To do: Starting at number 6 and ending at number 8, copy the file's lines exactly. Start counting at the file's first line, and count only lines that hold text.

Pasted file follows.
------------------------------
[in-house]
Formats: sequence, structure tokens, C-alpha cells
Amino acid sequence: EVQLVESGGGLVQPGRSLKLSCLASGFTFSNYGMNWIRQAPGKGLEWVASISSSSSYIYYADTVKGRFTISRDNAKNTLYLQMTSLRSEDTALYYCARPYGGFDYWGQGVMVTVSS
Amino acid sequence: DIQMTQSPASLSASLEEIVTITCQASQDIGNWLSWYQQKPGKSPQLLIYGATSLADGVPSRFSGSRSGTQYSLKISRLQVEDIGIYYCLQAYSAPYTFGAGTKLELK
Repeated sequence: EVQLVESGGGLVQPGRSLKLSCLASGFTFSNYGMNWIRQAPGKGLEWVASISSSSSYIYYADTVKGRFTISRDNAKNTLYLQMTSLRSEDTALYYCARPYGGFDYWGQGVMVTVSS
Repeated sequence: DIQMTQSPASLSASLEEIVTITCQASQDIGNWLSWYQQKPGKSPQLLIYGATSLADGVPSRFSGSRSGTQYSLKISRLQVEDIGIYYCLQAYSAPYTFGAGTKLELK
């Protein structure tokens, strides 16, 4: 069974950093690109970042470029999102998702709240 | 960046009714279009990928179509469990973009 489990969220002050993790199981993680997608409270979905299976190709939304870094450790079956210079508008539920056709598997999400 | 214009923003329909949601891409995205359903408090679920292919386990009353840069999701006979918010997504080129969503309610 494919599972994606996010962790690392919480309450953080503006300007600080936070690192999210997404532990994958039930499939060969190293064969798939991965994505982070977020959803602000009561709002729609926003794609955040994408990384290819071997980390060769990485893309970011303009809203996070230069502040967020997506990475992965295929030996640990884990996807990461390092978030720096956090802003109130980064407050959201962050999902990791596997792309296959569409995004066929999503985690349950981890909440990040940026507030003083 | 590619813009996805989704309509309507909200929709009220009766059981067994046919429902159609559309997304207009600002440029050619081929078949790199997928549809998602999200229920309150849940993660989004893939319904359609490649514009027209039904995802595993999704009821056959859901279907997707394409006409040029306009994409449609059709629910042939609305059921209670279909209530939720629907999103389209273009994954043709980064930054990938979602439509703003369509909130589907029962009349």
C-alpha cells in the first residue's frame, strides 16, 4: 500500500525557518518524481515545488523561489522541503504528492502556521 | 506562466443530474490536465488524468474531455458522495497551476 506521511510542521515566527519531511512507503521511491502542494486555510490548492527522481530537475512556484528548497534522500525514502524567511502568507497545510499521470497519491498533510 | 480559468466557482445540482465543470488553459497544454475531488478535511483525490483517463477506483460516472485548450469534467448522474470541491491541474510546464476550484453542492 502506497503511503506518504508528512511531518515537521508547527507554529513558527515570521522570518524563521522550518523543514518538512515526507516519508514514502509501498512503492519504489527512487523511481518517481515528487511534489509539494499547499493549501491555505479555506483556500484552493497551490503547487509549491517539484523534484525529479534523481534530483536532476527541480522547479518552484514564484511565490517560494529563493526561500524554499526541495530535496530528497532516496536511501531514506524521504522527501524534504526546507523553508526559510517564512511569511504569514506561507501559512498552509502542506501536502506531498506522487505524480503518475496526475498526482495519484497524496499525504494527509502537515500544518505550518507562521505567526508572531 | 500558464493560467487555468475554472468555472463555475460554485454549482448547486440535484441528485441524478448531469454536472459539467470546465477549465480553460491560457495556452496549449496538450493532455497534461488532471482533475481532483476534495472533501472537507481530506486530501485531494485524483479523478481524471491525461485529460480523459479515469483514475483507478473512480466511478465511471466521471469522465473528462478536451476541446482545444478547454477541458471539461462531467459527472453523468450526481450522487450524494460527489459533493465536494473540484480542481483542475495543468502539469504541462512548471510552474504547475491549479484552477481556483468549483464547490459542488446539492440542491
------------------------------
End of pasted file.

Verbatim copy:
Repeated sequence: DIQMTQSPASLSASLEEIVTITCQASQDIGNWLSWYQQKPGKSPQLLIYGATSLADGVPSRFSGSRSGTQYSLKISRLQVEDIGIYYCLQAYSAPYTFGAGTKLELK
């Protein structure tokens, strides 16, 4: 069974950093690109970042470029999102998702709240 | 960046009714279009990928179509469990973009 489990969220002050993790199981993680997608409270979905299976190709939304870094450790079956210079508008539920056709598997999400 | 214009923003329909949601891409995205359903408090679920292919386990009353840069999701006979918010997504080129969503309610 494919599972994606996010962790690392919480309450953080503006300007600080936070690192999210997404532990994958039930499939060969190293064969798939991965994505982070977020959803602000009561709002729609926003794609955040994408990384290819071997980390060769990485893309970011303009809203996070230069502040967020997506990475992965295929030996640990884990996807990461390092978030720096956090802003109130980064407050959201962050999902990791596997792309296959569409995004066929999503985690349950981890909440990040940026507030003083 | 590619813009996805989704309509309507909200929709009220009766059981067994046919429902159609559309997304207009600002440029050619081929078949790199997928549809998602999200229920309150849940993660989004893939319904359609490649514009027209039904995802595993999704009821056959859901279907997707394409006409040029306009994409449609059709629910042939609305059921209670279909209530939720629907999103389209273009994954043709980064930054990938979602439509703003369509909130589907029962009349």
C-alpha cells in the first residue's frame, strides 16, 4: 500500500525557518518524481515545488523561489522541503504528492502556521 | 506562466443530474490536465488524468474531455458522495497551476 506521511510542521515566527519531511512507503521511491502542494486555510490548492527522481530537475512556484528548497534522500525514502524567511502568507497545510499521470497519491498533510 | 480559468466557482445540482465543470488553459497544454475531488478535511483525490483517463477506483460516472485548450469534467448522474470541491491541474510546464476550484453542492 502506497503511503506518504508528512511531518515537521508547527507554529513558527515570521522570518524563521522550518523543514518538512515526507516519508514514502509501498512503492519504489527512487523511481518517481515528487511534489509539494499547499493549501491555505479555506483556500484552493497551490503547487509549491517539484523534484525529479534523481534530483536532476527541480522547479518552484514564484511565490517560494529563493526561500524554499526541495530535496530528497532516496536511501531514506524521504522527501524534504526546507523553508526559510517564512511569511504569514506561507501559512498552509502542506501536502506531498506522487505524480503518475496526475498526482495519484497524496499525504494527509502537515500544518505550518507562521505567526508572531 | 500558464493560467487555468475554472468555472463555475460554485454549482448547486440535484441528485441524478448531469454536472459539467470546465477549465480553460491560457495556452496549449496538450493532455497534461488532471482533475481532483476534495472533501472537507481530506486530501485531494485524483479523478481524471491525461485529460480523459479515469483514475483507478473512480466511478465511471466521471469522465473528462478536451476541446482545444478547454477541458471539461462531467459527472453523468450526481450522487450524494460527489459533493465536494473540484480542481483542475495543468502539469504541462512548471510552474504547475491549479484552477481556483468549483464547490459542488446539492440542491